Online grocery sales are reaching a tipping point, an unavoidable fact given at the inaugural Groceryshop conference held this week.
The grocery industry doesn't exactly have a reputation for being tech-savvy, but according to US food retail executives surveyed by Phononic , 82% believe grocery stores have come a long way in a short time.
Overall themes of digital transformation and the power of the consumer emerged at the conference while Amazon was mentioned less often than you might think.
Here are specific takeaways:
Strategic Partnerships Are Powerful
Whether through partnerships, investments or outright acquisition, retailers acknowledge that innovation isn't a one-man show. The big news last year was Amazon's purchase of Whole Foods to expand its offline footprint and tap into the growing online grocery market.
More recently, Kroger has invested in Ocado to harness its automation expertise and bought meal kit company Home Chef to meet growing consumer demand for prepared foods.
Retailers and Brands Need Closer Relationships
Meanwhile, there is a need for more collaboration between retailers and CPG companies to share consumer insights and unify digital and physical channels. A presentation from Deloitte showed that retailers have low expectations from CPG brands' digital capabilities across the board, particularly for strategic alignment on how to grow categories, consistent and informative insight-sharing and collaboration and timeliness in new product development.
Delivery Is a Differentiator
Two-day delivery might be fine for other categories, but shoppers expect groceries the same day—ideally within hours—and retailers are scrambling to deliver faster through multiple in-store pickup and delivery options. "We’re seeing a major focus on offering same-day delivery with many companies partnering with Instacart to scale up quickly, including Aldi. Target acquired Shipt, enabling it to move its same-day delivery plans forward by about two years," said Stewart Samuel, program director at IGD Canada.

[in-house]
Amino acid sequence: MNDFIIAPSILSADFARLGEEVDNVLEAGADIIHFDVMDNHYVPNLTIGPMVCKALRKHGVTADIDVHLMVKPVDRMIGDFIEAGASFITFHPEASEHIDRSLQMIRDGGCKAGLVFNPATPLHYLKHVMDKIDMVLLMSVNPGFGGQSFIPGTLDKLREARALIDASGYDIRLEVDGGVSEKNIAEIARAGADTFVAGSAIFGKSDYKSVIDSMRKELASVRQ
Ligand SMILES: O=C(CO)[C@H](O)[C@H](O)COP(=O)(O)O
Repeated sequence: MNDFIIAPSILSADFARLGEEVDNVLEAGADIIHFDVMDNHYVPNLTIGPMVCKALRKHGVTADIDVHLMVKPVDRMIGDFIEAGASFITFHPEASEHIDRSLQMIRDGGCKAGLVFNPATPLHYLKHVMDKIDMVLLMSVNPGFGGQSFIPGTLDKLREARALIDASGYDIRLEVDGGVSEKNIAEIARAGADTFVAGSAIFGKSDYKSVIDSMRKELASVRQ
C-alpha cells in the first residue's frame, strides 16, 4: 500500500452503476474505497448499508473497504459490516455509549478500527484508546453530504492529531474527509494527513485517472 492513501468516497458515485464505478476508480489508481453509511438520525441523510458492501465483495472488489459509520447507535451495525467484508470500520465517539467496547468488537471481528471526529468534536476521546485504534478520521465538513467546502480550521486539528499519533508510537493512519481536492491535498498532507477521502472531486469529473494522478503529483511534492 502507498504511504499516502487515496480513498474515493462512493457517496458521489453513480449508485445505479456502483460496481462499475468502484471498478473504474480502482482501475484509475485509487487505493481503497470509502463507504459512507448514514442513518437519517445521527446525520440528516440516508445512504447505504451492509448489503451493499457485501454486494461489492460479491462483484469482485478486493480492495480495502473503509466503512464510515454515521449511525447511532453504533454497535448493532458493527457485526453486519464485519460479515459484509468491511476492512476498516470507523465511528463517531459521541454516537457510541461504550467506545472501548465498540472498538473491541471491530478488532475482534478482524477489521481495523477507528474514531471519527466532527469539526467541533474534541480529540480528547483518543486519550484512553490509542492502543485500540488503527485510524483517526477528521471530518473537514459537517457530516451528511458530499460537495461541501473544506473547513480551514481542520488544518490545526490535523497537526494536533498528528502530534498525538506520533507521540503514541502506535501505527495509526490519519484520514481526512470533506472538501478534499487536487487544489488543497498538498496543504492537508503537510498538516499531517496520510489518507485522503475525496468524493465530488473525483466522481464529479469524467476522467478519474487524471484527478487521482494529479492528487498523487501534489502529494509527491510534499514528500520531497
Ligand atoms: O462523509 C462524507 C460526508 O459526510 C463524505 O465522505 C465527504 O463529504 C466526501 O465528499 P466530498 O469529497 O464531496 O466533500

While retailers have traditionally relied on dedicated warehouses for fulfillment, more are focusing on optimizing in-store inventory to pick from the shelves, and many are exploring a hybrid approach and changing store space allocation to house fulfillment and staging areas while using the public-facing space to enhance the shopping experience.
Alibaba's Hema grocery store exemplifies this trend with an on-site restaurant to cook seafood bought at the supermarket, cashierless checkout, delivery orders picked in-store and shuttled to an automated system that allows for 30-minute delivery to customers living within a 3-kilometer radius.
Natural Foods Are Mainstream
Based on exhibitors and presenters like Soylent, a plant-based meal replacement beverage, Dirty Lemon, a line of infused waters that an be ordered and paid for by text and Thrive Market, a membership-based natural foods online retailer, health is big business. Even produce brands are getting digital; Avocados From Mexico announced a partnership with Chicory, an artificial-intelligence-powered shoppable recipe provider, which links to sites like Instacart, Peapod and AmazonFresh.
And it's not just niche players who are harnessing the "conscious consumption" trend. Albertsons launched an ecommerce microsite Marketplace to highlight indie food brands enriched with seller stories. Nick Green, co-founder and CEO of Thrive Market, pointed out that their customer base isn't all coastal millennials. Half of their users live in the Midwest and Southeast, and are middle-income and vary widely in age.
Product Development Is Becoming Customer-Centric
Because of online shopping, brands and retailers have more access to customer data than ever and can tailor products based on consumer demand. Subscription wine company Winc developed a best-selling rosé based on gleaned consumer preferences and Alibaba created a lobster-flavored mooncake for this year's Mid-Autumn Festival based on analyzed data.
"Being online, we have unprecedented data that a brick-and-mortar grocery store wouldn't have," Thrive Market's Green said. In addition to simply asking customers on social media what they want to see and using ideas from influencers, a rich source of information can come from analyzing empty search results. "We have an entire report that's dedicated to analysis of our empty search results and parsing out what people are looking for that they're not able to find on Thrive," he said.